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fundamental values in our state and our country. i believe it is a right not a privilege to have access to health care. so i voted yes on obamacare and steve started out. moderator: mr. lynch come in 90. lynch: the biggest difference between ed and i is if you look at our records and i go back, ed is a policy guy and i'm a people guy. that's why was explained before about the size with the bank bailout, you know, ed was with the banks and i was at the people. on the phishing issues, i'm at the fishermen, the fishing families. ed is not. on the homeland security issues, i am at the firefighters come and the nurses the police have voted no on those issues.
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on the telecommunications issues simon to people on mass. they are watching the yankees game tonight because they don't get this cable and they were promised in 1996. on all those issues and more, i am at the people of that reflects the leadership by author. i don't think the problems we are facing and river and broxton and stringfield are going to be solved by a stroke of the pen and washington d.c. that's been my reputation. i'm hands-on. people aren't asking where i am. they know where i am and that's a different in the style of leadership are they to bring to the united states senate. moderator: thank you. mr. marquis, rebuttal. markey: thank you. you know, after 9/11 i went to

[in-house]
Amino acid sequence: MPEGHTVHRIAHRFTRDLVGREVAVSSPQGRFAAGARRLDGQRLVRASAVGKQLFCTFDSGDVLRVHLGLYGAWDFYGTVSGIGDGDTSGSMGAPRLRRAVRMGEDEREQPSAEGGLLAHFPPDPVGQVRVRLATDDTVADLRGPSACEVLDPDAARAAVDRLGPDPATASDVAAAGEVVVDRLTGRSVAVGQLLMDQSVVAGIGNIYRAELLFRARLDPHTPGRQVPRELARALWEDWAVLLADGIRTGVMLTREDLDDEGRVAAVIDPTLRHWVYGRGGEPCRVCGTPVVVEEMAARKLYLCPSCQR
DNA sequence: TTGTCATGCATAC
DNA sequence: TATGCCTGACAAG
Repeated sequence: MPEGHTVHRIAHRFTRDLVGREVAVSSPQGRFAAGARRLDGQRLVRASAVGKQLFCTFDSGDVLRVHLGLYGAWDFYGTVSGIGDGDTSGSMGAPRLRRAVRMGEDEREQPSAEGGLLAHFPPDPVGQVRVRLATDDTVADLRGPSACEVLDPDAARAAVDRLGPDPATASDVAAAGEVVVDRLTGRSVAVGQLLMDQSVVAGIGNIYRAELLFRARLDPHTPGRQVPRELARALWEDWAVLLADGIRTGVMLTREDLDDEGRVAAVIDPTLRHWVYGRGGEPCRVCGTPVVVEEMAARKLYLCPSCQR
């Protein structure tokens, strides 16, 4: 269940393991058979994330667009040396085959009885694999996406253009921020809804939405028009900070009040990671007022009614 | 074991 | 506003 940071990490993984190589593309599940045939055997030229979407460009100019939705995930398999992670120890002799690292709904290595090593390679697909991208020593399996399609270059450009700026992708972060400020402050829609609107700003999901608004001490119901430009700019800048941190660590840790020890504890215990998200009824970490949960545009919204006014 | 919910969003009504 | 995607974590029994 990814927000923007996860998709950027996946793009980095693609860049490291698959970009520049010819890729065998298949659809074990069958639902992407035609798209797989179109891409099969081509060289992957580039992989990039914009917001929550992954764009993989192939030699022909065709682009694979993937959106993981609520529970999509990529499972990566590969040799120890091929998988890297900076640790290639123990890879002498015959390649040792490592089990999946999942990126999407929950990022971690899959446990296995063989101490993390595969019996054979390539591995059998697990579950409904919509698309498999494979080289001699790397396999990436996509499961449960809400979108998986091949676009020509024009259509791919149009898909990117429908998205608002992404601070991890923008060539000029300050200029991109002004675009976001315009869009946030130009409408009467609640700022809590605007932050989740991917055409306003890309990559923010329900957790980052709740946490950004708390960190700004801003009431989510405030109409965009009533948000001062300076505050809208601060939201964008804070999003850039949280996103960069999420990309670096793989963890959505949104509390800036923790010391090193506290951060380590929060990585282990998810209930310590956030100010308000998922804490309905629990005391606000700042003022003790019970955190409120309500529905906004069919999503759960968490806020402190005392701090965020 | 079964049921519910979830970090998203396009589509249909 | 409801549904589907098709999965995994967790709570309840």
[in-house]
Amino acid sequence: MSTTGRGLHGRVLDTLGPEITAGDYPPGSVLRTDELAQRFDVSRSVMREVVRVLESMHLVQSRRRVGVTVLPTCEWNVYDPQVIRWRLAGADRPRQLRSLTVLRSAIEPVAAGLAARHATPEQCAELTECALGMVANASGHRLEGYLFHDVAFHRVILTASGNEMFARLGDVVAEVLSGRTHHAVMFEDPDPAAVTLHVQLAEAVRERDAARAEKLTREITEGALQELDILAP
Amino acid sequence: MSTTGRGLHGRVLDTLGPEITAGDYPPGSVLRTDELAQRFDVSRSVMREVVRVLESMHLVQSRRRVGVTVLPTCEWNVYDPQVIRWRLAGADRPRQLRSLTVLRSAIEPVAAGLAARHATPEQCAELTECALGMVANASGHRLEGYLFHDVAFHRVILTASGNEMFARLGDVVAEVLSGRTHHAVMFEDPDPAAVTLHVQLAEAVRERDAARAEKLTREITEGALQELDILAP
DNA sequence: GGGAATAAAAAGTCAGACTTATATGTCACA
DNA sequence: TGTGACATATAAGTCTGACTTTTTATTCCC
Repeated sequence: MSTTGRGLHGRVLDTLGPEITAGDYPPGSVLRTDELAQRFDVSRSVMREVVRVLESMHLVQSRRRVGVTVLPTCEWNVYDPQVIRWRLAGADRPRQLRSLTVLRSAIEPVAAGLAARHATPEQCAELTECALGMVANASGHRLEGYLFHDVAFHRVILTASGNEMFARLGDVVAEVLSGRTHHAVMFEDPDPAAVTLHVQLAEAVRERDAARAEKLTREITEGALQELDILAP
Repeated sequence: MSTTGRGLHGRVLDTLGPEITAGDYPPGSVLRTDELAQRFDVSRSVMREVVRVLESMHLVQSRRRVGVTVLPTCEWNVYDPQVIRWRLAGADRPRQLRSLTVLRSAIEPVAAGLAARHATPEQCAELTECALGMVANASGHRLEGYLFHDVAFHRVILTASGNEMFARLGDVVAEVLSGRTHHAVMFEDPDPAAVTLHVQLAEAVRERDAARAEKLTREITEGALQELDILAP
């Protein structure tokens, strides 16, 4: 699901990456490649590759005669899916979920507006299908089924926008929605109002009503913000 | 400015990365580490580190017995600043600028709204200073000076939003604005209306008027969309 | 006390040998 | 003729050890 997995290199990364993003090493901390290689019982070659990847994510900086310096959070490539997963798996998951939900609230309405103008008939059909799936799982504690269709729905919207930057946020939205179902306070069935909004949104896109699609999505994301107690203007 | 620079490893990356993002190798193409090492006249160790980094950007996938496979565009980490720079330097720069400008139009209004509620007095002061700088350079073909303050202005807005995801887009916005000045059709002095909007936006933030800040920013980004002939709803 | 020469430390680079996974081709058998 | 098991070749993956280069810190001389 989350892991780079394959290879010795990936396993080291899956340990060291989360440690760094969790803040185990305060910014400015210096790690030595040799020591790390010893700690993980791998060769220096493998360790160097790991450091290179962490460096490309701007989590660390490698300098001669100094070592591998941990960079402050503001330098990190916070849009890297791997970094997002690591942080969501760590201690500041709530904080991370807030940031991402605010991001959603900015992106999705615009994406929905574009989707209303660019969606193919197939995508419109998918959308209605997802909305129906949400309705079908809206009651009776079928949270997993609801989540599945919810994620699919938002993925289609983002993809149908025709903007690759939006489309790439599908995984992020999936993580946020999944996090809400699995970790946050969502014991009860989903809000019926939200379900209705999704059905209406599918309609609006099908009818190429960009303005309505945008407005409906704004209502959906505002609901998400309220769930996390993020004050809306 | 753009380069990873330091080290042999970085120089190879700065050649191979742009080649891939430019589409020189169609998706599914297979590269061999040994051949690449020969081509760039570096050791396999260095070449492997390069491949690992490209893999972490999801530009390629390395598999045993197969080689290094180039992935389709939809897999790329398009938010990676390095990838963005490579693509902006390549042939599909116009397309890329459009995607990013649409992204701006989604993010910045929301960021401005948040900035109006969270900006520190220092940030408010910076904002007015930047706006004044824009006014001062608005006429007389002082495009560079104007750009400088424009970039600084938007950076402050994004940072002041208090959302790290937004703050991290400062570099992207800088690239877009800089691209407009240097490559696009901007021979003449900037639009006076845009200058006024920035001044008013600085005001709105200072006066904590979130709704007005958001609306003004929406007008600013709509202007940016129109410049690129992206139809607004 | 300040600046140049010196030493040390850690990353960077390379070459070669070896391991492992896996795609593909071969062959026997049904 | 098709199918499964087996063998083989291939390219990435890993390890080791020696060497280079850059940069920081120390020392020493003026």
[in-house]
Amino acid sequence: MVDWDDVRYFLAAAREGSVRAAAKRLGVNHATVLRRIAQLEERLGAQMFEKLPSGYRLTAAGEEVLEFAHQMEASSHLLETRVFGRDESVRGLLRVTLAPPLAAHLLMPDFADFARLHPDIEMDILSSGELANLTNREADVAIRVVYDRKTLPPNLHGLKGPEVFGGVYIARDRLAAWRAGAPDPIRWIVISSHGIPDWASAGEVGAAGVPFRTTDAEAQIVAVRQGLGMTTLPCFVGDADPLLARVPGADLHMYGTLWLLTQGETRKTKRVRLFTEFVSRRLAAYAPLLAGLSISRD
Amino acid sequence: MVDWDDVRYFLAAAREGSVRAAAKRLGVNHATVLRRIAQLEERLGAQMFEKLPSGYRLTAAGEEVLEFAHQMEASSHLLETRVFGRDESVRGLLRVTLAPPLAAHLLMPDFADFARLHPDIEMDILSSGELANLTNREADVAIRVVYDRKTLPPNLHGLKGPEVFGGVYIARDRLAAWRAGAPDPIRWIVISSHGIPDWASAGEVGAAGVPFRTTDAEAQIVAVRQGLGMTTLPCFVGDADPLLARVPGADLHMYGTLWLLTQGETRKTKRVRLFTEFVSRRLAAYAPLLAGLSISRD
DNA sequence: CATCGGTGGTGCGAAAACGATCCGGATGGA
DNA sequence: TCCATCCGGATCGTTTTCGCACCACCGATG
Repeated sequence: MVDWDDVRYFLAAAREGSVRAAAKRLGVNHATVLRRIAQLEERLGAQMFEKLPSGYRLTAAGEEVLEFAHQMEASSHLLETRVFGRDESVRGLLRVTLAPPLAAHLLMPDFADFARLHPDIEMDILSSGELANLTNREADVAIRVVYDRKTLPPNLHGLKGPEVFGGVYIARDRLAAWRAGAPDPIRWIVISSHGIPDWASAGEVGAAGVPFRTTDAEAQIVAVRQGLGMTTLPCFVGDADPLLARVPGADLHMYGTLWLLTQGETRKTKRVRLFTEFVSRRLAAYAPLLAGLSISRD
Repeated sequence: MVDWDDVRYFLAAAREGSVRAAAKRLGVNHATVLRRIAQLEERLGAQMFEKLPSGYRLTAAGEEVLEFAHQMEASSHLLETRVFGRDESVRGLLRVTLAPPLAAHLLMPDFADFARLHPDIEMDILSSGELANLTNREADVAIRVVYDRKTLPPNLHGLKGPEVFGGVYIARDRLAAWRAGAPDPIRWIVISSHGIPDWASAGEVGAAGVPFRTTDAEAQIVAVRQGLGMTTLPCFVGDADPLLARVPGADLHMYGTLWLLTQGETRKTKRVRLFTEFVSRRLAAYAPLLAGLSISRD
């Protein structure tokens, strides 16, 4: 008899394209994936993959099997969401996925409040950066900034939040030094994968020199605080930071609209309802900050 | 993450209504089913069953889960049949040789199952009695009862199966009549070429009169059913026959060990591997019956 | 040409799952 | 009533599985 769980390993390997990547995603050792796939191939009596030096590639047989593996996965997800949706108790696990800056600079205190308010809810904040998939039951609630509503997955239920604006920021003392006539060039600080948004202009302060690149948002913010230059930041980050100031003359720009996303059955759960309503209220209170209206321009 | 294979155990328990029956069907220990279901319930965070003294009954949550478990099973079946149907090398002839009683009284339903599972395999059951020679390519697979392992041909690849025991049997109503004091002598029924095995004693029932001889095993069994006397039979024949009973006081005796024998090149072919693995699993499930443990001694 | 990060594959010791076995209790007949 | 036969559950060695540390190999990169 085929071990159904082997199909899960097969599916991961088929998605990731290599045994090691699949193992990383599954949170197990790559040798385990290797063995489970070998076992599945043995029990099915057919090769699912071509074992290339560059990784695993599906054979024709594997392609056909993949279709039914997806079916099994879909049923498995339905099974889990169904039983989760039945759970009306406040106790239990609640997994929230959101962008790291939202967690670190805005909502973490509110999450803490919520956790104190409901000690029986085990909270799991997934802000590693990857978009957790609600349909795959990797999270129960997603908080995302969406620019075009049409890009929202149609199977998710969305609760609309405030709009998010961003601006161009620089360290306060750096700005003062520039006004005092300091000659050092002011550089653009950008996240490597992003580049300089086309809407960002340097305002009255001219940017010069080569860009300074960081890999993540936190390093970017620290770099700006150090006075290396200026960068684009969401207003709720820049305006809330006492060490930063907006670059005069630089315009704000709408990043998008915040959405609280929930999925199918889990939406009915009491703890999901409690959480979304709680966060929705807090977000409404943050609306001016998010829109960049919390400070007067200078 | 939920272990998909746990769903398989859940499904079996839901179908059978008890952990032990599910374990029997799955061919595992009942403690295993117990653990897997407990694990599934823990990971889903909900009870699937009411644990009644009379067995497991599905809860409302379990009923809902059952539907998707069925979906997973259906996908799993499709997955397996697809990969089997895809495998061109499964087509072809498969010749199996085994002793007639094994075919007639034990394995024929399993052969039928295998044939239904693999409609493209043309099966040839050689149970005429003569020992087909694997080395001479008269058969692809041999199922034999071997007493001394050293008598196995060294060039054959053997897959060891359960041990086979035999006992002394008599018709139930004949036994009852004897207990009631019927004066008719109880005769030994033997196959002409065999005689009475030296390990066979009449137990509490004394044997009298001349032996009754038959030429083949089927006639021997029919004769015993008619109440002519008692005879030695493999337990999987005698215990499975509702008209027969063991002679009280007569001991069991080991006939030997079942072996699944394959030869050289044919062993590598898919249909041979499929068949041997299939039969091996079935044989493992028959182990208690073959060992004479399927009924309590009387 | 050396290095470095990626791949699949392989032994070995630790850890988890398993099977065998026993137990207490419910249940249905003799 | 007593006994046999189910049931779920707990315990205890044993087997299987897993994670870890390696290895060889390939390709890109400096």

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logan airport because i knew there were dozens of flight attendants that were all huddled up to help and i went over to visit them. and i visited them because i knew how many friends i have lost. and how fearful they were themselves. and they told me what they needed. amongst the things they needed was to make sure the cargo planes were screened as well. so i get that bill for those people, the flight attendants that lifted my district and all across massachusetts. there's a provision that pays for in every school in massachusetts and across our country to 80% to 90% of the phone does and internet bills from chelsea to rochester, paid out of may 1996 telecom act to make sure every child has access. from opportunity through education. i did that because they realize those kids did not have communities at home, everything
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i do is animated by the lessons i learned, by the conversations i have with the people here in massachusetts in the network to make it the law of our land. moderator: mr. lynch. lynch: if you got to get to roxbury and because families. they don't like the cable. they don't like it but he made dish in the window and they are concerned about the bill, let me tell you. it doesn't help the unemployment rate in those areas is double what it is everywhere else. in terms of going back to the health care bill, we had opportunity to get it right. we missed that opportunity. we could have forced the insurance come is to lower these prices. that was the idea of health care reform. we were going to use the savings to pay for the 31 million people who have health insurance.
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now ed made a post in the plan was put in that everybody would really keep their own doctor. not only has the problem been broken on the day with thousands of people across the state, i'm starting to worry people will be on to keep their own hospitals as a result of this bill because the costs keep going up to now employers are running away from providing health care to those families. as is happening. any small business in massachusetts today asked them, what are you most worried about today? they will tell you, the health care costs. that is what is threatening small business and small business creation right now is the huge increase in health care costs. >> look at, you can, voting for president osama's health care plan i stand by and steve has every right to vote against it.